Since The Walking Dead premiered four years ago, the show has benefitted from several positive factors: a good cast working with popular, solid source material; a visionary founding showrunner (even if that vision did go off the rails for a while); a resurgence in the popularity of zombies. Like Breaking Bad, Dead's run coincided with the era of Netflix, which allowed would-be viewers the easy ability to catch up on multiple seasons, helping more than double the audience. It is now the most popular show on cable television.
But the The Walking Dead has always suffered from a specific Achilles' heel — over time, as our characters have racked up zombie kills (I estimated more than 1,100 last week), the show's chief villains have become familiar pushovers. Sure, occasionally a weaker character falls victim to one of the nasty undead, but the weak, wimpy, slow and stupid people are long since dead. What's left are survivors — men and women who have been sharpened into efficient escapists and confident killers. Even when they get themselves into stupid situations (we're talking about you, Carl), we can be reasonably confident that the walkers will eventually die and our character will emerge from yet another close call.
The Walking Dead's writers may have realized they can't create the same tension just by tossing in a few walkers because the zombies just aren't that scary anymore. The solution has been to create tension in tangential ways — last week's home invasion subplot or a crying baby in the middle of the woods. There's been so much blood and guts over the four seasons that the most nerve-wracking scenes are the ones that subscribe to the horror movie maxim that what you see may be scary, but what you don't see can be terrifying.
In last night's episode, it took about 5 minutes before we even saw a walker and another 10 minutes before one was killed. But the opening sequence was solidly scary: Beth and Daryl trapped in the trunk of a car while a zombie swarm tried to beat its way in. The frantic lighting was a bit cheesy, but the sounds did the trick. Amid the snarling, the banging and the furtive glances, there was some palpable tension to the show's cold opener. We were pretty sure they would survive, but Beth and Daryl would sure as hell suffer in the process.
No other scene in the episode matched the opener's tension. Beth's search for booze took us to a country club that had turned into a house of horrors, complete with people who had hung themselves and turned into walkers, left to swing and snarl from the ceiling for all time. Both Beth and Daryl hit their own breaking points, which manifested in different ways: Beth taking stupid risks trying to find alcohol and Daryl beating walkers with golf clubs. Beth's obsession with having her first drink is a reminder that she, like Carl, skipped a big part of her adolescence. Daryl did her a favor by smashing the only bottle left at the clubhouse bar with a pitch-perfect grumble, "Ain't going to have your first drink be no damn peach schnapps." But by introducing her to moonshine, he probably helped ensure that her first drink had a chance to be her last (more on moonshine below).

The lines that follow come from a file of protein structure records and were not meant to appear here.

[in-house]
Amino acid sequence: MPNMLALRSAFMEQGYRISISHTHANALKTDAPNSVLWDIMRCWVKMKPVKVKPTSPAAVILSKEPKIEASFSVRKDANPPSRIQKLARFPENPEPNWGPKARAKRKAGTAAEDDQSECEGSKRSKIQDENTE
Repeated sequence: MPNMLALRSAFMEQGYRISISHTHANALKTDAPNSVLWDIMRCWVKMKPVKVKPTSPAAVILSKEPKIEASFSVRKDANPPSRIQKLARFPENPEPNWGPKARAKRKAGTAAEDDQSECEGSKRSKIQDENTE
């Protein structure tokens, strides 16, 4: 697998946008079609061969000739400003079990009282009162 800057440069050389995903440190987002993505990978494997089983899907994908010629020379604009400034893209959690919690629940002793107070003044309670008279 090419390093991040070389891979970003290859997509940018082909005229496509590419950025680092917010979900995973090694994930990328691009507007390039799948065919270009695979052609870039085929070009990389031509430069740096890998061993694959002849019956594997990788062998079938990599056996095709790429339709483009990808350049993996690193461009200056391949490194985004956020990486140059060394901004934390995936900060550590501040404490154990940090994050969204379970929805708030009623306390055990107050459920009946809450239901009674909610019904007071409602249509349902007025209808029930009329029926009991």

The show continued the theme of this half-season, where our characters are exhausted from scraping by in a day-to-day existence and are once again searching for something more meaningful in life. Daryl's moment of guilt where he drunkenly blamed himself for not catching the governor is perhaps the lowest point for this tough character, a man hardened by a tough childhood who is now one of the sharpest killers out there. Now that Beth and Daryl have exorcised some of their demons and burned down the still house — to the upbeat tunes of indie folk band The Mountain Goats' song "Up the Wolves" — we can expect them to stumble across the sign on the boxcar and begin making their way to the supposed safe haven. Once they reunite with the other survivors (including Carol), they may wind up like the people they lost, but the best ending would be if they find the peace that has eluded them for so long.
And now for a hail of bullets...
Zombie Kill Report: After a slow start, there were a solid couple dozen walker kills as Daryl and Beth made their way through the Pine Vista Country Club. For the record, Pine Vista is no Bushwood (Harold Ramis, RIP), but it served its role. Daryl's teeing off against the walkers was a tough, but important scene where he hit a breaking point. Hopefully things will be looking up for him as they move forward.
Real White Lightning: I doubt if there's ever been a greater inaccuracy on The Walking Dead than when Beth took a decent gulp of moonshine and barely flinched. Nicknamed white lightning, Moonshine is booze that's nearly to 200 proof (close 100 percent alcohol by volume) that has no taste; it just burns like hell. Growing up in east Tennessee, I first tried a sip of moonshine when I was a teenager, and I can assure you it was a long time before I drank anything, let alone another sip of the strong stuff.
Prescient foreshadowing: Before his untimely death, Hershel was probably the most observant character on the show. He had lived a hard life filled with experiences that allowed him to see the world in all of its brutal glory. Beth hasn't had many opportunities to step into the the philosophical role, but Hershel's skills may run in the family. When she told Daryl that he was made for this time and place, that he'll be the last man standing, we should listen. It's a grim thought, one that he doesn't dwell on too much, but it may be one we'll look back on and see how right she was.